“Votes for Women!” was a simple slogan for a big change. American women had to fight for the right to vote. They marched, handed out papers, and spoke out. Finally, lawmakers listened. Congress passed the 19th Amendment to protect women’s voting rights. And on August 18, 1920, the law became official!
Tuesday marks 100 years since that moment. People are remembering the suffragists who made it happen. There are many well-known names. Those include Susan B. Anthony and Elizabeth Cady Stanton. Other women and men joined those leaders to bring about change.
April Young Bennett has written a book series about these past activists. It’s called “Ask a Suffragist.” Bennett told News-O-Matic about some challenges women faced before the amendment. “There were many women who had great ideas to make our country better,” she said. “They would send letters to lawmakers.” But most women couldn’t actually choose their leaders. And “lawmakers didn’t have to listen to women,” Bennett said. “Women couldn’t vote them out.”
Women in some states already had the right to vote. But the 19th Amendment protected the right in all the states. It said no one could be stopped from voting just because they were female. “Now women had the power to vote for people who would listen to their ideas,” Bennett said. She added that more women could “even run for office themselves.”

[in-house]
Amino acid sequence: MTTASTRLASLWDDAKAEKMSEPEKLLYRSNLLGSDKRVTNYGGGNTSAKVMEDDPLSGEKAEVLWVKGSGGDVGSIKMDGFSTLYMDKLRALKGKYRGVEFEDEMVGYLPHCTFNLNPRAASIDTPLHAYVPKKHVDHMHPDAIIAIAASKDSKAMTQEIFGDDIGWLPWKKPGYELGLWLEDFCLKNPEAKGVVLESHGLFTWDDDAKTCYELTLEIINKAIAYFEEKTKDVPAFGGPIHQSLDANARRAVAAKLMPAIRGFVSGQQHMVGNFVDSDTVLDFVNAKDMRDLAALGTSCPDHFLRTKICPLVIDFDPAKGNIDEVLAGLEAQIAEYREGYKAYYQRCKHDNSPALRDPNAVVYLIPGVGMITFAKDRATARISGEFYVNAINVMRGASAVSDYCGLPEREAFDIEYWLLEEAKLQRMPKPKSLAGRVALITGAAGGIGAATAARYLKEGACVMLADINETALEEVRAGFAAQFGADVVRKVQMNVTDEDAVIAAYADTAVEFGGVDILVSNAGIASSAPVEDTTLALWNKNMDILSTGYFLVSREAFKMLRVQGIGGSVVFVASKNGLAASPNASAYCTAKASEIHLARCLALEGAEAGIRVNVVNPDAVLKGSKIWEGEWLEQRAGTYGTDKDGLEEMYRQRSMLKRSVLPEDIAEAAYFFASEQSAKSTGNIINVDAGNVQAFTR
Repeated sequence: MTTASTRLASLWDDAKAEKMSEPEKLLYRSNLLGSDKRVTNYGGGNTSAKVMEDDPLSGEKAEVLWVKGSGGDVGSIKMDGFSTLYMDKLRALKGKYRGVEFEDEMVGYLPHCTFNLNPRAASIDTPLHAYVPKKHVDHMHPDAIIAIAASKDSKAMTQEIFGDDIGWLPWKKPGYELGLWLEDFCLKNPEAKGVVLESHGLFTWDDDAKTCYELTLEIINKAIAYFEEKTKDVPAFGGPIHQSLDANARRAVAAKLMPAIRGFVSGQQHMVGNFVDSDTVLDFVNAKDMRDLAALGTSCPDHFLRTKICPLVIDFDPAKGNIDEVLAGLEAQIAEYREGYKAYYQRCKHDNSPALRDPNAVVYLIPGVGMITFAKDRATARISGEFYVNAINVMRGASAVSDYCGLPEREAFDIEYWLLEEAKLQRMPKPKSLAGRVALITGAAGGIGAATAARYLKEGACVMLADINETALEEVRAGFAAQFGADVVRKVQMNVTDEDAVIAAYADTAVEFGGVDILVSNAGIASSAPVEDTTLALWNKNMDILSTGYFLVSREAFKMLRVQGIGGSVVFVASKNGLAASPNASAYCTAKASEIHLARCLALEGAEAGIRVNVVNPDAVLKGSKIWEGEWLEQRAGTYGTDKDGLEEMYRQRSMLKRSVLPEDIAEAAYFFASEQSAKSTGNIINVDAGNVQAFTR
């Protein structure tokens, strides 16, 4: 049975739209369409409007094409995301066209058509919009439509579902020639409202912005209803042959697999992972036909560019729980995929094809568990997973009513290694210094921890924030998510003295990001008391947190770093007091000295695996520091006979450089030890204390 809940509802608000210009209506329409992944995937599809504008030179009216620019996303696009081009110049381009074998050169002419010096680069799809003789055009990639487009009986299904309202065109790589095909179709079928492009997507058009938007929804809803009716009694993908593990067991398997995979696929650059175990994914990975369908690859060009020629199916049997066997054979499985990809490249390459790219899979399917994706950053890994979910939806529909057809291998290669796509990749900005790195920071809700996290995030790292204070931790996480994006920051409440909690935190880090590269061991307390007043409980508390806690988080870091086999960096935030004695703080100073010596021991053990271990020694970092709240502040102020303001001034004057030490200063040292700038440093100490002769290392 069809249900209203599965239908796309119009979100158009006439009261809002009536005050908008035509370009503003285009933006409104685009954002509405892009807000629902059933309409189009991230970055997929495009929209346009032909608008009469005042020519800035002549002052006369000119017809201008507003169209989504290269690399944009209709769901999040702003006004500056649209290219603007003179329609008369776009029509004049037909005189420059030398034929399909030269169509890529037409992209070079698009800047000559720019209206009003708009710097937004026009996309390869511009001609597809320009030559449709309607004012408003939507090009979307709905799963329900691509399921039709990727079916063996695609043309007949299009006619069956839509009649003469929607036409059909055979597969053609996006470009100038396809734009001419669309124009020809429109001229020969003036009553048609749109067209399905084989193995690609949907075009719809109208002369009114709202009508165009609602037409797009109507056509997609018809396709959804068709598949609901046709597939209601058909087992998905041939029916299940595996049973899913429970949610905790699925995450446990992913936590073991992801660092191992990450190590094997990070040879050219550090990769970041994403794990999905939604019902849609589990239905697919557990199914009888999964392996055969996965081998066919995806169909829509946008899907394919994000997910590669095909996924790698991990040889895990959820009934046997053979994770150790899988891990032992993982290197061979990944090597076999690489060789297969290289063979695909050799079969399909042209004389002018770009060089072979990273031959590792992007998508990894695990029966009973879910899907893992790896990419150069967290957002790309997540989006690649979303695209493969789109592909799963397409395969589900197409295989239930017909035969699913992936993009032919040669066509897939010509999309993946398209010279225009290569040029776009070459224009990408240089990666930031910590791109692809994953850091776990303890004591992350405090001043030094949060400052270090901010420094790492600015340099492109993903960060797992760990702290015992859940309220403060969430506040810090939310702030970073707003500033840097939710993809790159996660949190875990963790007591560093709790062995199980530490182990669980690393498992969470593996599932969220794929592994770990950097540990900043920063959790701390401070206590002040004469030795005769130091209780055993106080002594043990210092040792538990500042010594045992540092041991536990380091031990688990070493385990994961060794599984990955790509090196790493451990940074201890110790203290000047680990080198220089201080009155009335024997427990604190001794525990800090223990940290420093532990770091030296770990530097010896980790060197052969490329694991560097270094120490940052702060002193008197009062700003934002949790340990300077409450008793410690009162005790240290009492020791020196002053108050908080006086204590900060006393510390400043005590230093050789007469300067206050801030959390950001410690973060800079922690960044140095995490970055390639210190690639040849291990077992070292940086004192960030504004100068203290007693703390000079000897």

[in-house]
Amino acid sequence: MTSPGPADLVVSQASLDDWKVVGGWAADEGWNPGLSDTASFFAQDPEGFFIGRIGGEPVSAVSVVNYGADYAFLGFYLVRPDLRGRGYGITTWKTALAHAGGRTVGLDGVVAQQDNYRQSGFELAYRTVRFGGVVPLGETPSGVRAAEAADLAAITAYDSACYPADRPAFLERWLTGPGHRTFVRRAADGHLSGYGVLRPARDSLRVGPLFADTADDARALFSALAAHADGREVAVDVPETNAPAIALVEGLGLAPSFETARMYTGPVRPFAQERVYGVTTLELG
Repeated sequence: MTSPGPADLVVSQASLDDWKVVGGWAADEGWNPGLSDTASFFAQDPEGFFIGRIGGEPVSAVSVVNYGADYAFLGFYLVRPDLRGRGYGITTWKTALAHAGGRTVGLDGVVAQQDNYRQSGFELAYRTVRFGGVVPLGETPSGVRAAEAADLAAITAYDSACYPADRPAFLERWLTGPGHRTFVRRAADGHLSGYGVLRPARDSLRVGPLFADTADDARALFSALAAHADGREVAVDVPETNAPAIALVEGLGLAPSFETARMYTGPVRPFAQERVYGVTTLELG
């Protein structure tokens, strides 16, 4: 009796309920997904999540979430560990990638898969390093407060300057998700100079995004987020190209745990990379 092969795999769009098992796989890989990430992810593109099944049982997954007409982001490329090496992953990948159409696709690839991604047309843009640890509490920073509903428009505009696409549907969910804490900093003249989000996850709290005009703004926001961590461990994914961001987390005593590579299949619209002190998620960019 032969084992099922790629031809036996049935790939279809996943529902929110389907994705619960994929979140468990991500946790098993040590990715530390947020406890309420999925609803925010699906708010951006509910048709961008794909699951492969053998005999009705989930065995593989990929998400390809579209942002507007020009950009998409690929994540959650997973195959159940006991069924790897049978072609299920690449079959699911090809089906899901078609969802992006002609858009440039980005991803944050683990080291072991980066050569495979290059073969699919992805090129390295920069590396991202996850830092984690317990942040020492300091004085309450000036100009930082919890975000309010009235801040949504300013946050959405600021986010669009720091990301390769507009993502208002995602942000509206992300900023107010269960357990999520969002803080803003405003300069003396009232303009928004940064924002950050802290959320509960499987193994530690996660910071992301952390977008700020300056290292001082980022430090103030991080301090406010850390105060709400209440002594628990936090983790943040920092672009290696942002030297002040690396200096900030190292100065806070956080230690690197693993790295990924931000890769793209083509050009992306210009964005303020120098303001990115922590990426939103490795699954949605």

“But the work wasn’t finished,” Bennett added. There was an election in November of 1920. Some groups worked to get women ready to vote. But other people continued to fight against the idea. Some officials found ways to make it harder for certain groups to vote. This was true for women and especially true for Black women. That’s because there were many practices to keep people of color from voting. The Voting Rights Act of 1965 worked to fix this.
Bennett’s books look at what we can learn from the suffragists today. And it turns out, there’s a lot. “Defending the right to vote is an ongoing struggle,” Bennett said. “People still try to stop people from voting, through discriminatory laws. We all need to make sure everyone’s right to vote is protected.”
The issue goes beyond voting too. People can work to get more women in government. Bennett pointed out that most lawmakers in Congress are men. “We’ve never had a female president,” she added. One state made history for equality. “Last year, Nevada became the first state to have as many women as men in its Legislature,” Bennett explained. “Before that, it had never happened. Not even once.”
All these stories are reminders about why voting rights are important. “The vote is powerful,” Bennett said. “That is why suffragists fought so hard to win it.” Still, a lot of people who can vote… don’t. In the 2016 presidential election, around 60% of eligible Americans voted. That’s about six out of every 10 voters.
Americans have other chances every year though. The 2020 election is on November 3! “We need to appreciate the vote,” Bennett said. “And when our turn comes to become voters, we need to use our power to make our world better.”
Updated August 17, 2020, 5:02 P.M. (ET)
By Ashley Morgan
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